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Energy Harvesting Goes Green

Tue, 05/08/2012 - 12:17pm
Resensys

ResensysLow power and ultra-low power radio frequency (RF) technologies are stimulating development of wireless sensor applications at an explosive rate. New devices are finding their way into the home, automobiles, the military, medical diagnostics, building energy management, and transportation infrastructure monitoring. This is due primarily to the availability of ultra-low power-management microprocessors in energy harvesting circuits connected to sensors which spend most of their operating time asleep or in standby mode. The majority of these wireless devices are still battery-powered, but the newer designs now employ supercapacitors and eliminate the need for batteries entirely.

Interest in building automation systems and controls is also at a new high because of rising energy costs, and a growing awareness of the need to be sustainable and reduce carbons. Spending on wireless-enabled sensors in 2010 grew by more than 80% according to a market data study by ABI Research. And the potential in HVAC is even greater.  Energystar.Gov estimates that there are more than 5 million commercial and industrial buildings in the US that consume $202.3 billion worth of energy annually. The combined greenhouse gas emissions of these facilities are 45% and the portion of energy in buildings used inefficiently, or unnecessarily is 30%. 

Two companies that have been focusing their advanced technology on improving wireless-enabled HVAC sensor design are Resensys, LLC of College Park, Md. and Optixtal, Inc. a Delaware corporation with facilities in Pennsylvania. Together they have designed a new wireless HVAC sensor called the GreenPatch.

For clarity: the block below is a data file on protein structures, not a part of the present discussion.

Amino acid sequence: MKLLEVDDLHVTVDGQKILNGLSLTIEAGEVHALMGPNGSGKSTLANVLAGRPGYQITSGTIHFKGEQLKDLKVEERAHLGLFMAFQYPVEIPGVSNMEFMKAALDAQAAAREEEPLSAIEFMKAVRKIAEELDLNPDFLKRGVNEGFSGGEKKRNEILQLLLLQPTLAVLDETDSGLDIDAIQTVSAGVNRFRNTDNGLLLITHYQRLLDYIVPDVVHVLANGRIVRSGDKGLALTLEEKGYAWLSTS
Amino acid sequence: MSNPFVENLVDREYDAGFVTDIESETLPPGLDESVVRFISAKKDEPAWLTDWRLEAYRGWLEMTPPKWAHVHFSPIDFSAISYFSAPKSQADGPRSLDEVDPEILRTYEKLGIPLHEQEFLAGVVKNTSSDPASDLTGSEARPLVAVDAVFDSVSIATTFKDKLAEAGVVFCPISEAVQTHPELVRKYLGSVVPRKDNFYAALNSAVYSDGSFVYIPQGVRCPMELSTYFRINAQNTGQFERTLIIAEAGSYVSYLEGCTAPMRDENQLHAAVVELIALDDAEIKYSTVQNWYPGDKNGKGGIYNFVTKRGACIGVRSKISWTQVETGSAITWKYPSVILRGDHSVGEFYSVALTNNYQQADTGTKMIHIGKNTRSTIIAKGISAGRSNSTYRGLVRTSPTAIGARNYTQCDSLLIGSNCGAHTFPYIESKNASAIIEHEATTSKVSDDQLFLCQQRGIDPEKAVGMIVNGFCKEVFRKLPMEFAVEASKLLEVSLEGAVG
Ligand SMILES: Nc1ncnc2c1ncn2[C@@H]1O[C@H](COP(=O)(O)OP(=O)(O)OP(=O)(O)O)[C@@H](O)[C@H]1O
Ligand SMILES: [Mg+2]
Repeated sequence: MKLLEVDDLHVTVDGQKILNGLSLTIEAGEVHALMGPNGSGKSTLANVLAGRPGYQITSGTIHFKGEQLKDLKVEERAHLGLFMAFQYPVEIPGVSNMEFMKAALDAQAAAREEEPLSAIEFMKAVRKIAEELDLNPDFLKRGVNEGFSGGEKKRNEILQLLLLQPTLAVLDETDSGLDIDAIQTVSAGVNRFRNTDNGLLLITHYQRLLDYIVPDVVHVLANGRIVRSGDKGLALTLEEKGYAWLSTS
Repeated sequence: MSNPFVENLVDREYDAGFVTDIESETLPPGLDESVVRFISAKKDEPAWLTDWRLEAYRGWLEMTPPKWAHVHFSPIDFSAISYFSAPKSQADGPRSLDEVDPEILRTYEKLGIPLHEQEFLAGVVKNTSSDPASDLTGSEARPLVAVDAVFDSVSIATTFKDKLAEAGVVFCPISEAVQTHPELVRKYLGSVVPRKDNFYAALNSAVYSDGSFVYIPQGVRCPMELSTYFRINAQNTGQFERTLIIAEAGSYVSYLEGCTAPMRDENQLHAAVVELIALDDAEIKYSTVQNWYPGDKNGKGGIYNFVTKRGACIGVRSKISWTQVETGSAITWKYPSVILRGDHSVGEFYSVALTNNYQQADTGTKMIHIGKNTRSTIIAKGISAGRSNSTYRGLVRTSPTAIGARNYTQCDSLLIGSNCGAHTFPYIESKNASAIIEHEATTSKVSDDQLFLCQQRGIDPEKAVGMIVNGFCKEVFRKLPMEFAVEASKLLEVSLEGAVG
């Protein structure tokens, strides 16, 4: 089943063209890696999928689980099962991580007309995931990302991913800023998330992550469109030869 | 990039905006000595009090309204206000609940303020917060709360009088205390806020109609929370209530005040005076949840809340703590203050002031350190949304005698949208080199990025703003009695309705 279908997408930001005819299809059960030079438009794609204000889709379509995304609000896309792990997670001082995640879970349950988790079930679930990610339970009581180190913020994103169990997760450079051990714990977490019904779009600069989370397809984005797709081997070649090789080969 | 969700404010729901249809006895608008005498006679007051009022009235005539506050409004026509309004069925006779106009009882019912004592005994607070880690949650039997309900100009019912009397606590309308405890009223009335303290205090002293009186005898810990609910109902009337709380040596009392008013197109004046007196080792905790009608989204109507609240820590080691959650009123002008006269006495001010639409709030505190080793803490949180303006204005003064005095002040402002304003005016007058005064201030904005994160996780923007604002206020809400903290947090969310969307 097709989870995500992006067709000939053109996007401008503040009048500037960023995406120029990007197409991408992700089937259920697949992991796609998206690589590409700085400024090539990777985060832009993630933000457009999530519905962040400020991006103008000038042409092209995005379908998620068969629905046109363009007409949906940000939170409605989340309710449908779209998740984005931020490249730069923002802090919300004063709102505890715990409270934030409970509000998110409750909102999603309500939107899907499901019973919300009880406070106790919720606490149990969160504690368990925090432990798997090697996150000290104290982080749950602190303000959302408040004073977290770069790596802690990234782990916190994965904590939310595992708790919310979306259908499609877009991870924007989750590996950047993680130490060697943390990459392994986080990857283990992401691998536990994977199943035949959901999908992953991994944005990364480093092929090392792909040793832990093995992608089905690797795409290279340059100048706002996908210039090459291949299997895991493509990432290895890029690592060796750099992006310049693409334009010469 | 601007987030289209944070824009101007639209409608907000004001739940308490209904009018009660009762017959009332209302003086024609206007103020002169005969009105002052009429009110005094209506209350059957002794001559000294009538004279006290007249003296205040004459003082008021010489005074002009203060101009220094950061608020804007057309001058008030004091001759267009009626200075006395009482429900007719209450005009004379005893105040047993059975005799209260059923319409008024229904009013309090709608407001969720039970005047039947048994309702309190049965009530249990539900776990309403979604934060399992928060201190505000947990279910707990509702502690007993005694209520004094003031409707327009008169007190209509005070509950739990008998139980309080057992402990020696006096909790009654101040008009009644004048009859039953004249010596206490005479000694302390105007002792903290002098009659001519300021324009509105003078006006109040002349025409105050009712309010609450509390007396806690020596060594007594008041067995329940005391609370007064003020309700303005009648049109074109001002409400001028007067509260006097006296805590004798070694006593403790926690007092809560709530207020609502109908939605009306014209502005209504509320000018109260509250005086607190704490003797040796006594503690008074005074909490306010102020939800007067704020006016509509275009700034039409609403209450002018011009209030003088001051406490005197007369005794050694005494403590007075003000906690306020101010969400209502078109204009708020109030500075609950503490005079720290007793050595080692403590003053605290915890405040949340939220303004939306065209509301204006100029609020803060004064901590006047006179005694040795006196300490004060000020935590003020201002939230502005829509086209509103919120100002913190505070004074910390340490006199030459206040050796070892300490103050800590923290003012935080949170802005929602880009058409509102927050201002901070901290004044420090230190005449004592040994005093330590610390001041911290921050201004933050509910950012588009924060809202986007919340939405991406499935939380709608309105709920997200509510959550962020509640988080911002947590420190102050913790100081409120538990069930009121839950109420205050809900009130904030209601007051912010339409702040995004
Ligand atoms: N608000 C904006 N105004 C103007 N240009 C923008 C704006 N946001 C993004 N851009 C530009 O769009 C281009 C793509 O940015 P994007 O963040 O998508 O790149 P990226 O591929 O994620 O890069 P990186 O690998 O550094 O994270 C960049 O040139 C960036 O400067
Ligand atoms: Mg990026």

A Flexible Net-Zero Wireless Energy Design

What makes GreenPatch unique is its size and flexibility. Weighing only 9.1 grams and having a thickness of only 1.2 - 2 mm, the sensor circuitry is mechanically flexible. The supercaps are also ultrathin and flexible; which means this wireless sensor, unlike other rigid pc board sensors, can be attached easily to contoured surfaces as well as flat surfaces.  And there are no batteries, so there is no need for periodic manual intervention to check and/or replace batteries! GreenPatch is a net-zero energy-integrated wireless device that can monitor, and even turn on/off lights and HVAC to potentially save US commercial buildings about $20 billion each year - the equivalent of a greenhouse gas emissions reduction of 30 million vehicles removed from our highways. 

Its small size (as small as 2" x 1.5") and low unit cost can mean more precise monitoring due to its affordability, so more devices can be installed by the user to monitor more data points. In the case of commercial office building environments, one sensor for each 200 sq. ft. of room area is the recommendation for monitoring and optimizing environmental conditions. 

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The ultra-low power GreenPatch is capable of harvesting energy with selected transducer combinations (i.e. via vibration, motion, heat, light and RF), store it in a supercapacitor with low leakage, and then transmit signals to decrease inefficient and unnecessary energy use. On-board sensors monitor condition data such as available light, heating and/or air-conditioned room temperatures in commercial buildings. The GreenPatch collects data and reports it in a 58 byte transmission packet every six minutes to synchronize with a data collector. Communication takes 3-4 milliseconds and the transmit power is 100 mW. The effective range of transmission is 0.5 - 1.0 miles.